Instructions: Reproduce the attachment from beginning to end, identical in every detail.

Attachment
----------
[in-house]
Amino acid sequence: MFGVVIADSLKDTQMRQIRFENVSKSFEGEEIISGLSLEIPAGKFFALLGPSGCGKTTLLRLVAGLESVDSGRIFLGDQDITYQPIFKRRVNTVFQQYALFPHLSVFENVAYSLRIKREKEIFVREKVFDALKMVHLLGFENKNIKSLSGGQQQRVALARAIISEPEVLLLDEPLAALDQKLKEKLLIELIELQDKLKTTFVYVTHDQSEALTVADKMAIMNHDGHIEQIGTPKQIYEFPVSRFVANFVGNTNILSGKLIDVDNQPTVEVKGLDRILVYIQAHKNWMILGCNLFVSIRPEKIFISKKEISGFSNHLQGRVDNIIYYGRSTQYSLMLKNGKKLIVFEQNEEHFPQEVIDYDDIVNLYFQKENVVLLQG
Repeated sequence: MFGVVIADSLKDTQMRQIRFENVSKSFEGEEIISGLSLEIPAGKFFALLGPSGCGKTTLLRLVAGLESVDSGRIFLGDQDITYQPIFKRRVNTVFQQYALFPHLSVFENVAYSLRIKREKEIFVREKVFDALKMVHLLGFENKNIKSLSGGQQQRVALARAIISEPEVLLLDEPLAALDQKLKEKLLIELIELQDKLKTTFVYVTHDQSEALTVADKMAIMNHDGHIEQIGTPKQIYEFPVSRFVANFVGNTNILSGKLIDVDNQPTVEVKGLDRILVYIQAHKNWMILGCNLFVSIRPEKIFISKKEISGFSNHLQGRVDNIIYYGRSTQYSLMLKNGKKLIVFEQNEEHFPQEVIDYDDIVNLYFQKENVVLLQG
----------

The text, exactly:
[in-house]
Amino acid sequence: MFGVVIADSLKDTQMRQIRFENVSKSFEGEEIISGLSLEIPAGKFFALLGPSGCGKTTLLRLVAGLESVDSGRIFLGDQDITYQPIFKRRVNTVFQQYALFPHLSVFENVAYSLRIKREKEIFVREKVFDALKMVHLLGFENKNIKSLSGGQQQRVALARAIISEPEVLLLDEPLAALDQKLKEKLLIELIELQDKLKTTFVYVTHDQSEALTVADKMAIMNHDGHIEQIGTPKQIYEFPVSRFVANFVGNTNILSGKLIDVDNQPTVEVKGLDRILVYIQAHKNWMILGCNLFVSIRPEKIFISKKEISGFSNHLQGRVDNIIYYGRSTQYSLMLKNGKKLIVFEQNEEHFPQEVIDYDDIVNLYFQKENVVLLQG
Repeated sequence: MFGVVIADSLKDTQMRQIRFENVSKSFEGEEIISGLSLEIPAGKFFALLGPSGCGKTTLLRLVAGLESVDSGRIFLGDQDITYQPIFKRRVNTVFQQYALFPHLSVFENVAYSLRIKREKEIFVREKVFDALKMVHLLGFENKNIKSLSGGQQQRVALARAIISEPEVLLLDEPLAALDQKLKEKLLIELIELQDKLKTTFVYVTHDQSEALTVADKMAIMNHDGHIEQIGTPKQIYEFPVSRFVANFVGNTNILSGKLIDVDNQPTVEVKGLDRILVYIQAHKNWMILGCNLFVSIRPEKIFISKKEISGFSNHLQGRVDNIIYYGRSTQYSLMLKNGKKLIVFEQNEEHFPQEVIDYDDIVNLYFQKENVVLLQG